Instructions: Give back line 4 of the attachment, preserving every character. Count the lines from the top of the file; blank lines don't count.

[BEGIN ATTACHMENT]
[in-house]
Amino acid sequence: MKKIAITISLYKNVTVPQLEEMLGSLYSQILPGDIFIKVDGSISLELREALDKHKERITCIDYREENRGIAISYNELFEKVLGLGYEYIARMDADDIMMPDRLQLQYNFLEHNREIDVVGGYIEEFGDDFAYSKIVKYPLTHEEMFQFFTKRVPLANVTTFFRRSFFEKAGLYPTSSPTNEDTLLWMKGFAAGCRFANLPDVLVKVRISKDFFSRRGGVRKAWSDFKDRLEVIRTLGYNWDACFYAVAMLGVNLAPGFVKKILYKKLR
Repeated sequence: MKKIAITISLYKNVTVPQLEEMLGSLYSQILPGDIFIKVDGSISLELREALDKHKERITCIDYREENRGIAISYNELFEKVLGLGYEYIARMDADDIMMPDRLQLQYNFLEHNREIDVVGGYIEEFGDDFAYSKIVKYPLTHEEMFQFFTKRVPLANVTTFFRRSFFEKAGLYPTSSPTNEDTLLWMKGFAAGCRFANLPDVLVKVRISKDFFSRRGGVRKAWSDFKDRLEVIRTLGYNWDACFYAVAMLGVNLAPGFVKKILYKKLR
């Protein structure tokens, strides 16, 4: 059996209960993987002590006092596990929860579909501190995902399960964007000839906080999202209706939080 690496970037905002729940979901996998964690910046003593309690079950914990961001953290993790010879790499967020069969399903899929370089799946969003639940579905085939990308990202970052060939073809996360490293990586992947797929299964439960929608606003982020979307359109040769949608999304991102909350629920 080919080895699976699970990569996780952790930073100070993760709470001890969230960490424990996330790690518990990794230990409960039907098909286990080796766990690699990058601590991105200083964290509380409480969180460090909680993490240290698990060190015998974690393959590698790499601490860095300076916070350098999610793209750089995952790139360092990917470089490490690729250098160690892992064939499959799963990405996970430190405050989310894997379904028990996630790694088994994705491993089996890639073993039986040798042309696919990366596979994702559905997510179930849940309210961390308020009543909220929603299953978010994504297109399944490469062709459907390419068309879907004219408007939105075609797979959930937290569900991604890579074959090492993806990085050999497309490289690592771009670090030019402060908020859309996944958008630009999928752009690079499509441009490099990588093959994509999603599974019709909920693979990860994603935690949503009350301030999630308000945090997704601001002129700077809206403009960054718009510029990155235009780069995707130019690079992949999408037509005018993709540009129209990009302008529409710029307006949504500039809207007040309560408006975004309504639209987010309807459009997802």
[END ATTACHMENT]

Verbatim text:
């Protein structure tokens, strides 16, 4: 059996209960993987002590006092596990929860579909501190995902399960964007000839906080999202209706939080 690496970037905002729940979901996998964690910046003593309690079950914990961001953290993790010879790499967020069969399903899929370089799946969003639940579905085939990308990202970052060939073809996360490293990586992947797929299964439960929608606003982020979307359109040769949608999304991102909350629920 080919080895699976699970990569996780952790930073100070993760709470001890969230960490424990996330790690518990990794230990409960039907098909286990080796766990690699990058601590991105200083964290509380409480969180460090909680993490240290698990060190015998974690393959590698790499601490860095300076916070350098999610793209750089995952790139360092990917470089490490690729250098160690892992064939499959799963990405996970430190405050989310894997379904028990996630790694088994994705491993089996890639073993039986040798042309696919990366596979994702559905997510179930849940309210961390308020009543909220929603299953978010994504297109399944490469062709459907390419068309879907004219408007939105075609797979959930937290569900991604890579074959090492993806990085050999497309490289690592771009670090030019402060908020859309996944958008630009999928752009690079499509441009490099990588093959994509999603599974019709909920693979990860994603935690949503009350301030999630308000945090997704601001002129700077809206403009960054718009510029990155235009780069995707130019690079992949999408037509005018993709540009129209990009302008529409710029307006949504500039809207007040309560408006975004309504639209987010309807459009997802």